Brian Cox defends free speech, calls no-platforming and censorship “nonsensical”

There are many parallels between Brian Cox and Neil deGrasse Tyson. Both are trained physicists, both are extremely popular science popularizers (Cox is probably the most widely recognized science promoter in the UK, and Tyson is the same in the U.S.), and both are charismatic—and handsome as well (I’ve heard women sigh over both of them). Both are atheists. And both were involved in music: Tyson as an accomplished ballroom dancer, Cox as a keyboard player in two popular bands.

But there’s also a difference. Cox, like his wife Gia Milinovich, isn’t afraid to express political opinions that may be unpopular, while Tyson stays away from anything that may distract from his messages about science.  While I’m not going to fault Tyson for that, I can say that I admire Cox more for speaking his mind, even if it may alienate some of his supporters. But judging by his continuing popularity, and the fact that he’s got a new show on the Beeb this fall (“Forces of Nature”), he hasn’t alienated many.

Today’s Guardian reports a Radio Times interview with Cox (I can’t seem to find the original), in which he speaks out about several hot-button issues.  The indented stuff comes from the Guardian:


. . . Prof Brian Cox, has criticised the “growing intolerance” of no-platform speaking bans at universities and colleges, describing them as “nonsensical”.

Cox, who lectures at the University of Manchester, told the new issue of Radio Times: “I suppose they’re trying to build a less aggressive space, which I understand – modern discourse is polarised.

“But university is supposed to be a place where civilised debate takes place. If not in the university, then where do you debate the most difficult questions? So, I disagree very profoundly with the idea that there’s such a thing as a safe space intellectually at a university. It’s nonsensical to me.

“The point of university is to build an intellectual armoury. You should expect that you’re not going be abused by a shouting loudmouth – you wouldn’t want modern political discourse to be brought off Twitter and into the student union. I understand why they don’t want that and they’re right not to want that. [JAC: Well, some students do want that, at least because, as in the Muslim students at Goldsmiths or the leftist students at DePaul, they actually become shouting loudmouths. It is in fact, political discourse ripped from the pages of social media.]

“But it’s not difficult to build a debate. That’s the basis of liberal democracy. We understand that. That’s why there are lines in the House of Commons greater than two swords’ length apart, right? We’ve worked that out.”

The NUS has said the policy, backed by the majority of its students, allowed free speech without intimidation.

Cox said: “I teach first years and I don’t see it in physics. There’s not much room for personal opinion there. But because I’m a professor at Manchester, I do watch the way that this intolerance is growing. Which is a word that they would object to.”

Closed minds about Brexit. Judging from his tw**ts and comments, it’s pretty clear that Cox favored the “stay” option in Brexit, but he did link to articles presenting both sides in some tw**ts. At any rate, he’s appalled that political discourse isn’t like scientific discourse, though of course politics is an ideology, not usually way of finding the truth. Politics is far more akin to religion than to science.

Cox, whose new series, Forces of Nature, begins on BBC1 next month, said he was worried about the current polarisation of debate, not least around Britain’s membership of the EU.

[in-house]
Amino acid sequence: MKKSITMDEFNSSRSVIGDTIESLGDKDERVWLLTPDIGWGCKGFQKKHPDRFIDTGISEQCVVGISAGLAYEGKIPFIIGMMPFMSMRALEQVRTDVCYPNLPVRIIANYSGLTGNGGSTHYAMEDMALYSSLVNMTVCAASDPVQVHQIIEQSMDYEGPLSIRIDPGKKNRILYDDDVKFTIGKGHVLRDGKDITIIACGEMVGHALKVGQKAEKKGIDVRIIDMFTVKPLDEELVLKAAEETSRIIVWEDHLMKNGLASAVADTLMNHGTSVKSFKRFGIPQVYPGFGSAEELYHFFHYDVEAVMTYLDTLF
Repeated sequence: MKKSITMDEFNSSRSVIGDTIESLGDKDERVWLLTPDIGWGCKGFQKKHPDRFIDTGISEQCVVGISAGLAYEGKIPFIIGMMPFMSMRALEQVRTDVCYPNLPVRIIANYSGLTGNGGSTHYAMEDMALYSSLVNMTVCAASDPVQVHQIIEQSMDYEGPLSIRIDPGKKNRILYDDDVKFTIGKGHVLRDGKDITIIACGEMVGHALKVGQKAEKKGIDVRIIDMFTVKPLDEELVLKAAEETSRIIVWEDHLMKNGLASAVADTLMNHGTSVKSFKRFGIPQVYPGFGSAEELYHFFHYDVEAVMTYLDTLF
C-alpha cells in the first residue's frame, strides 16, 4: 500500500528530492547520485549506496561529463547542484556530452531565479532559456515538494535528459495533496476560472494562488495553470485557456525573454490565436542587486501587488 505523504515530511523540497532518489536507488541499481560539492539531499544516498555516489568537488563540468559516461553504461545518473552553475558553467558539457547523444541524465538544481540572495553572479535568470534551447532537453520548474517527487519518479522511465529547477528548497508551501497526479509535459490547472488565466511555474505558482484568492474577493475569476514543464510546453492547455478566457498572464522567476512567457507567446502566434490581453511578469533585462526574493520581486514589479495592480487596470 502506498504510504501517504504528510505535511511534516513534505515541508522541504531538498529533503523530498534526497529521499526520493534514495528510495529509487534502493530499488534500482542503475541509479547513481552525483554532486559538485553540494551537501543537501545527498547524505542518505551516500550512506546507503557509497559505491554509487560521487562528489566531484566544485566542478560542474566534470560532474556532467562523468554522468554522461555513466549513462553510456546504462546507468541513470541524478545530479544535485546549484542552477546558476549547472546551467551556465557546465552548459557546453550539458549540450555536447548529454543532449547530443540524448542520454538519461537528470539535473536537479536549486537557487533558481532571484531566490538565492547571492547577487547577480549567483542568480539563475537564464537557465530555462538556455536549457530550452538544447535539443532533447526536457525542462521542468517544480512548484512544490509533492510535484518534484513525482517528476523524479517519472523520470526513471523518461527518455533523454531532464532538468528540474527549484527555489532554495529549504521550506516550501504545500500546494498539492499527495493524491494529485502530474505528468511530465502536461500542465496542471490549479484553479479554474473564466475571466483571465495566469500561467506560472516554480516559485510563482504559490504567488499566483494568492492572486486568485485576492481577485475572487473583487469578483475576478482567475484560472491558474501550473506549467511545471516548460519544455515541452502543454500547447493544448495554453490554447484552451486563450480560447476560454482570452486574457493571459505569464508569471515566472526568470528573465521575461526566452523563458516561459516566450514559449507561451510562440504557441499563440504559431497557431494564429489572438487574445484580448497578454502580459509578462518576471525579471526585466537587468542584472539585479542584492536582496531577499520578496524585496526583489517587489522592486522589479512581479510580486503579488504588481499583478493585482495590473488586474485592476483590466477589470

“Changing your mind in the face of evidence is absolutely central to a civilised democratic society,” he said. “I think there is something wrong, because polarisation tells you that people aren’t thinking.

“Science is a collection of things, some of which are more likely, some of which are almost certainly right, some of which are less likely and some of which are wrong – the central point is that you change your mind all the time.

“If you look at the Brexit debate, it’s interesting to note that I can’t see one politician or columnist who’s actually changed their mind [the interview took place before the Brexit vote].

“The amount of new evidence that’s come forward – new positions and new data – is huge, but not one of them has changed their mind. That tells you there’s something deeply flawed about the national conversation.

“I think if you accept that you’re probably wrong, that’s probably the most valuable thing that a curiosity about nature or society can give you. Maybe that’s the goal, really, isn’t it? Then a more civilised, less certain debate will ensue. Although I could be wrong.”

That assumes, of course, that politics is about truth.

While reading Cox’s Twi**er feed, I found out that he retweeted this awesome post from Richard Coles, a musician, journalist, and priest. It’s apparently a student’s essay on Niels Bohr:

h/t: Richard S.


  1. GBJames
    Posted June 28, 2016 at 12:47 pm | Permalink


  2. merilee
    Posted June 28, 2016 at 12:53 pm | Permalink

    How nice to learn that Tyson does ballroom dancing. Love both these guys. Hope we can get Cox’s new show over here.

    • darrelle
      Posted June 28, 2016 at 1:32 pm | Permalink

      I never knew that about Tyson! But now that I do I can easily imagine him on the ballroom floor.

    • Michael Waterhouse
      Posted June 28, 2016 at 8:46 pm | Permalink

      There is a short clip on you tube with Neil showing some moves.

      • merilee
        Posted June 28, 2016 at 11:24 pm | Permalink

        disco, no less;-)

  3. Kevin
    Posted June 28, 2016 at 1:02 pm | Permalink

    Rick Astley and Niels Bohr!?! Holy CC. A pot of petunias just crashed on my floor.

    • Diana MacPherson
      Posted June 28, 2016 at 2:24 pm | Permalink

      Rick rolled!

    • gravelinspector-Aidan